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Labor Day: 5 Employment Law Changes in 2014

For more than 100 years, Labor Day has been a federal holiday celebrating the role played by the American worker in shaping our nation's prosperity. And though Labor Day remains the first Monday of every September, what have certainly changed over the last 100 years are the laws governing labor. From wage and hour rules to workplace safety regulations, employment law is constantly evolving. To mark this year's Labor Day, here are five noteworthy changes to employment laws so far in 2014: Minimum wage increase for federal contract workers. During his State of the Union speech earlier this year, President Obama announced that he was going to raise the minimum wage for federal contract workers. A month later, he signed an executive order to that effect, reports Reuters, raising the federal contract worker minimum wage to $10.10 an hour starting January 1st, 2015. State minimum wage increases. According to the National Conference of State Legislatures, 11 states and Washington D.C. raised the state minimum wage in 2014. These states include Hawaii, Michigan, Vermont, and Rhode Island. California whistleblower protections. California kicked off 2014 by rolling out changes to state employment laws protecting whistleblowers, reports The Wall Street Journal. Among the new rules are expanded prohibitions from employer retaliation against employees who report suspected illegal activity internally, including rules guarding against employers who take action against an employee in anticipation of that employee reporting illegal activity. Veteran discrimination protection. There were several new laws passed in 2014 prohibiting employers from discriminating against veterans of the armed services. In Indiana, HEA 1242 made it illegal for employers to discriminate against veterans of any armed services branch or current members of the Indiana National Guard. Added protections for pregnant women. Also added to the list of protected classes for purposes of workplace discrimination law: pregnant women. Earlier this year, New Jersey amended its state Law Against Discrimination to include pregnant women and women who have recently given birth, reports Think Progress. The federal Equal Employment and Opportunity Commission also issued new guidelines clarifying federal rules against pregnancy discrimination. If you have a question about labor law or feel your rights have been violated, an employment lawyer can help explain your legal options. And regardless, enjoy your Labor Day! Related Resources: What is Labor Day? (FindLaw's Law and Daily Life) 5 Things an Employment Lawyer Can Do (That You Probably Can't) (FindLaw's Law and Daily Life) Legal How-To: Requesting FMLA Leave From Your Employer (FindLaw's Law and Daily Life) Can Your Boss Make You Work on a Holiday? (FindLaw's Law and Daily Life)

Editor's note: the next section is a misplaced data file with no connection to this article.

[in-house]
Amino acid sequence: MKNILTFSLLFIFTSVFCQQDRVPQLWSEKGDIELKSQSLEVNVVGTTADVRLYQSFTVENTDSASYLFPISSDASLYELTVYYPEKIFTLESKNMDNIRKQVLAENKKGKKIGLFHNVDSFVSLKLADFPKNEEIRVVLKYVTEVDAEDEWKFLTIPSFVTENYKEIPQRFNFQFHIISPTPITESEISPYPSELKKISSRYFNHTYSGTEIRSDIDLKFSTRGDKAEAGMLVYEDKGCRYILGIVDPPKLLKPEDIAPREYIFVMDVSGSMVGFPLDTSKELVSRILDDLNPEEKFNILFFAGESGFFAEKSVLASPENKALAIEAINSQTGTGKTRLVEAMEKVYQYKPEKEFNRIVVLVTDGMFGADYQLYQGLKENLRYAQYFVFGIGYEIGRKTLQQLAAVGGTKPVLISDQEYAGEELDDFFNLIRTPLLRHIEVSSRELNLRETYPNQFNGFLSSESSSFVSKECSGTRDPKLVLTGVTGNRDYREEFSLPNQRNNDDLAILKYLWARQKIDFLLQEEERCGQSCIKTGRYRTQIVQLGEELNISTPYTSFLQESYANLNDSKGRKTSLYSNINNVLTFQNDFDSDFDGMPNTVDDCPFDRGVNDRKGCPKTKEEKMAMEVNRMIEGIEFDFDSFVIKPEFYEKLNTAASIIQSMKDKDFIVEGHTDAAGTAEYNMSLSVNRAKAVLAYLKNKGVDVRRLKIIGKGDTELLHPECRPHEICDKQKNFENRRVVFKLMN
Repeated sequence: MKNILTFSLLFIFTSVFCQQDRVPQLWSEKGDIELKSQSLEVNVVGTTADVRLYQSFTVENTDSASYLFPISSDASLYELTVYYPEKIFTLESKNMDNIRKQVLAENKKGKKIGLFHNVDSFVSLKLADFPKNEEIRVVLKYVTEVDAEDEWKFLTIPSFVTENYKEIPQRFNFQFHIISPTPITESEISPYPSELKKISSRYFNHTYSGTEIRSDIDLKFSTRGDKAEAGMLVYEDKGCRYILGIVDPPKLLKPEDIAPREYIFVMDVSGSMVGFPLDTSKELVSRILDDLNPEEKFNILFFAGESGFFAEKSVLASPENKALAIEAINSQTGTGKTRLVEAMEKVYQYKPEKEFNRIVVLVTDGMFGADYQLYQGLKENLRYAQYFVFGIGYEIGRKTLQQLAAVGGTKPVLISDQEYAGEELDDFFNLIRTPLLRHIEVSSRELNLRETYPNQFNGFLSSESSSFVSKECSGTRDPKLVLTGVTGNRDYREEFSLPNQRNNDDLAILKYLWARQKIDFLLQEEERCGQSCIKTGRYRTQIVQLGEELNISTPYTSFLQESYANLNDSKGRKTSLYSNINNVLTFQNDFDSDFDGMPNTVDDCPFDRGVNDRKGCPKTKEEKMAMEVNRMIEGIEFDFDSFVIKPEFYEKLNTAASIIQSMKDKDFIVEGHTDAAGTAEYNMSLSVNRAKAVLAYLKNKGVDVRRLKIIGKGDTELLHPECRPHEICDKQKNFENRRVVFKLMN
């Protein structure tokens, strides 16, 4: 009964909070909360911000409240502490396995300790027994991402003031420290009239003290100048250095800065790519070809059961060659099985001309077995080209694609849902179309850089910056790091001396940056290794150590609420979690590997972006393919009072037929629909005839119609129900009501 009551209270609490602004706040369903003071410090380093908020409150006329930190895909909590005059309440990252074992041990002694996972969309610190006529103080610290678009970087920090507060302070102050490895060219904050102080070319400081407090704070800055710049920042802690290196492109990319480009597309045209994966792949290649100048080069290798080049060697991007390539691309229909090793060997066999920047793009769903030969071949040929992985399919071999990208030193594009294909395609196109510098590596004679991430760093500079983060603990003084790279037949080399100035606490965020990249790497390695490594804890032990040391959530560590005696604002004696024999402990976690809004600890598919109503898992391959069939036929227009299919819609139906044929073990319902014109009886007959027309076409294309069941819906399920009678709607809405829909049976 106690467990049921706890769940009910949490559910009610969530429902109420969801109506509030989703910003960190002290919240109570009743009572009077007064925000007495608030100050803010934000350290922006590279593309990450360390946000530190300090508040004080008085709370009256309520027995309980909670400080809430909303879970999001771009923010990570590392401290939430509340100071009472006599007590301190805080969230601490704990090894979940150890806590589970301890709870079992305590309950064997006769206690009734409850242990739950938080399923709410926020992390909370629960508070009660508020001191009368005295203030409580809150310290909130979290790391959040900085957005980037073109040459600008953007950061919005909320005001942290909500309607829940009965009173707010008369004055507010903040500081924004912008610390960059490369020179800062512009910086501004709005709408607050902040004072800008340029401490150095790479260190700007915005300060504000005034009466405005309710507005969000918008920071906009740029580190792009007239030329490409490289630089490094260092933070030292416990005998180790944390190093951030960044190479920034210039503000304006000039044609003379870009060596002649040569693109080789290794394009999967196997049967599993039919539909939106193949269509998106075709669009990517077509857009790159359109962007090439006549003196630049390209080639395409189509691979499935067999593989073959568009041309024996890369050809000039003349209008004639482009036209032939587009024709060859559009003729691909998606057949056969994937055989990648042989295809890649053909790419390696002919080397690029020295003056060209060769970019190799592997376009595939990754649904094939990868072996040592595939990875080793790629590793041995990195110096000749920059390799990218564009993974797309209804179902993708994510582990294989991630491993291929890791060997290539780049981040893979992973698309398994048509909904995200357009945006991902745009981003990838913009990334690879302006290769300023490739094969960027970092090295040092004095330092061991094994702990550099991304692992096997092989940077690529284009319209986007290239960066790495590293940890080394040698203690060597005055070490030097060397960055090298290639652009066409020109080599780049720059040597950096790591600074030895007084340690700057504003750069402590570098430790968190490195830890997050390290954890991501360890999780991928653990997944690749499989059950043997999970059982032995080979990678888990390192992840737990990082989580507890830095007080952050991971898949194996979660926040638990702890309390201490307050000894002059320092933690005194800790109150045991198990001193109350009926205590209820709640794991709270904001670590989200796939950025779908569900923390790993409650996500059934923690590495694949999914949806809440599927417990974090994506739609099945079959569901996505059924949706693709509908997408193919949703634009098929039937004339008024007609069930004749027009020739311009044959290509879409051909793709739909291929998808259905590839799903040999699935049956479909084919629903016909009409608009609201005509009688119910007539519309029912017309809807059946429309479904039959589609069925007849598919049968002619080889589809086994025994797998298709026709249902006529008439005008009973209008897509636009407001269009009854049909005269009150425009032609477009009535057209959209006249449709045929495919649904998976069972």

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ABAJ: Lawyer suspended for posting video of undercover drug buy in mistaken belief it exonerated client [it didn’t]

ABAJ: Lawyer suspended for posting video of undercover drug buy in mistaken belief it exonerated client by Debra Cassens Weiss: An Illinois lawyer will be suspended for five months for posting a discovery video of an undercover drug buy in the initial but apparently mistaken belief that it exonerated his client. Lawyer Jesse Raymond Gilsdorf was suspended in an Illinois Supreme Court order issued on March 14. The court agreed with the five-month-suspension recommendation by the Review Board of the Illinois Attorney Registration and Disciplinary Commission.
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NLJ: Judiciary Hiring Public Defenders Again

NLJ: INADMISSIBLE: Judiciary Hiring Public Defenders Again: Federal defender offices, which lost approximately 400 employees because of last year's mandatory budget cuts known as sequestration, have enough money in this year's budget to begin backfilling most of those positions, court officials said on March 11.
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Been There, Done That Dept.: NYT: A Dragnet at Dewey & LeBoeuf Snares a Minnow

NYT: A Dragnet at Dewey & LeBoeuf Snares a Minnow by James Stewart: How did a 29-year-old with an impeccable record, someone who had never even taken an accounting course, end up as an accused mastermind of what the Manhattan district attorney, Cyrus Vance Jr., called 'a massive effort to cook the books' of the once-giant law firm? And how did he get there without realizing he should hire a lawyer? According to several criminal defense lawyers I spoke to this week, Mr. Warren became caught up in an increasingly common prosecutorial tactic. Mr. Warren may have been naive, but he thought he was being questioned as part of a civil Securities and Exchange Commission investigation. He thought he might be a witness, and thus did not need a lawyer. Only too late did it dawn on him that he might be a target of a criminal investigation. The defense lawyers said prosecutors were increasingly using so-called parallel investigations to insert criminal investigators into what their targets thought were civil proceedings. The SEC will lie to you about what they have planned for you. They did to me.